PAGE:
More predators doesn't equal more danger for urban bird nest
While birds living in urban areas face more predators than do those in rural areas, that doesn't mean urban birds face more danger from nest robbers.
A six-year study conducted in 19 central Ohio forests from 2004 to 2009 found that, as expected, rural areas that had higher numbers of nest predators such as raccoons, domestic cats, and crows, also showed lower rates of nest survival.
But there was no relation between the number of predators and nest survival in more urbanized areas.
Researchers believe that's because nest predators in urban areas have access to more human-provided food, making them less likely to prey on nests.
"We have seen the numbers of sensitive bird species decline in urbanized areas at the same time that predators such as raccoons and domestic cats have increased, so it is natural to try to link the two," said Amanda Rodewald, first author of the study and professor of wildlife ecology at Ohio State University's School of Environment and Natural Resources.
"But we found that there isn't such a link in urban areas. Having more predators is bad news for birds in rural areas, but not necessarily for those in urban areas. We believe that predators are taking advantage of other sources of food in cites, such as trash cans and birdfeeders."
Rodewald's co-authors included Laura Kearns, who is a graduate student in the School of Environmental and Natural Resources, and Daniel Shustack, a recent doctoral graduate. The research was recently published online in the journal Ecological Applications, and will appear in a future print edition.
Rodewald and her co-authors monitored 2,942 nests located in 19 forests, which were rated on a scale from most urban to most rural. These nests were from five different songbird species.
During three years of the study, the researchers also took time-lapse video recordings, day and night, of some nests in order to determine predator species. As a result, 67 nest attacks were recorded and 18 predator species were identified. Some of the predator species included red-tailed hawk, raccoon, barred owl, red squirrel and domestic cat.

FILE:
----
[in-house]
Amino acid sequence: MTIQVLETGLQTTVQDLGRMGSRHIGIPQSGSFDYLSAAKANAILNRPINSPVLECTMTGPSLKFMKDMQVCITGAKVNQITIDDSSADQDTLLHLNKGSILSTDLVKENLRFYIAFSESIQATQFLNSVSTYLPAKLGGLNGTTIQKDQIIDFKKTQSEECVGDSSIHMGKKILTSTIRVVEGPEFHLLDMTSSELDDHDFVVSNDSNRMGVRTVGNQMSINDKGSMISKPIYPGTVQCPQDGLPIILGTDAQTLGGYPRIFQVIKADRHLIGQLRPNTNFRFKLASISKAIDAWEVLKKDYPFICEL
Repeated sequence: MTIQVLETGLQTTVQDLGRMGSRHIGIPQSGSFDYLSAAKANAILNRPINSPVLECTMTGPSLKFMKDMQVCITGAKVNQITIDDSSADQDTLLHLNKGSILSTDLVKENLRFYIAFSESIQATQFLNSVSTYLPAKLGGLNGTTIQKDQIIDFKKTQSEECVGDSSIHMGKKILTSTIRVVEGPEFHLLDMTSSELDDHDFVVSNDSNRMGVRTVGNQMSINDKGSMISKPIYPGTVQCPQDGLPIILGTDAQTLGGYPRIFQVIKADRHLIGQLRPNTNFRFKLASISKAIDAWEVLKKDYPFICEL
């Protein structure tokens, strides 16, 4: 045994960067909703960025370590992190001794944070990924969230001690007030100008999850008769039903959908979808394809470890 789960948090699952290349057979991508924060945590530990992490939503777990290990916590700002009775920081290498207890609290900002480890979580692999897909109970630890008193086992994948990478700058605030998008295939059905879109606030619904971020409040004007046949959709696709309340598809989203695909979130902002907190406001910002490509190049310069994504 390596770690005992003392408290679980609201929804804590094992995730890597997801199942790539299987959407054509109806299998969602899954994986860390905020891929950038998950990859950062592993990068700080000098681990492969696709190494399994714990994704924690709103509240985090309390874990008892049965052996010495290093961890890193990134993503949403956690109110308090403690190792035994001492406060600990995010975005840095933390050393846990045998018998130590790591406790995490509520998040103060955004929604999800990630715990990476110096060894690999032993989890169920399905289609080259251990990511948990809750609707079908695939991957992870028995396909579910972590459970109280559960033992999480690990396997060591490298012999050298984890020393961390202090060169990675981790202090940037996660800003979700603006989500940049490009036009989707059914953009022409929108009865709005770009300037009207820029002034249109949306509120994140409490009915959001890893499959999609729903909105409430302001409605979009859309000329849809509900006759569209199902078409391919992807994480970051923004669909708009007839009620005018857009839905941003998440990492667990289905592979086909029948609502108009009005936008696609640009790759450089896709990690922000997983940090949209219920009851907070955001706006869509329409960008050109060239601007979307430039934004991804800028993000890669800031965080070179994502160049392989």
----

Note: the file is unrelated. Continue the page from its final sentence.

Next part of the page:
Rodewald and her colleagues also counted the number of nest predators at each study site and compared it to the daily nest survival rate for each year of the study.
Results showed a strong relation between predator abundance and nest survival rate within rural forests - the more predators there were, the lower the nest survival rate. However, there was no relation between the number of predators and nest survival for urban forests.
For example, an increase in predator numbers from one to 20 reduced the daily nest survival rate by 22 percent in rural landscapes, but actually slightly increased survival in urban landscapes.
"We think that the reason for the lack of connection between predator and prey within urban landscapes is due to the amount of food provided by humans in urban areas," said Rodewald.
Previous studies by the researchers showed that, compared to rural areas, urban landscapes supplied greater numbers of birdfeeders, abundant fruiting exotic plants and trash receptacles, all of which are appealing to predators such as raccoons and crows.
"The predator-prey relationship is well established in rural areas," said Rodewald. "But that relationship changed completely in our urban areas."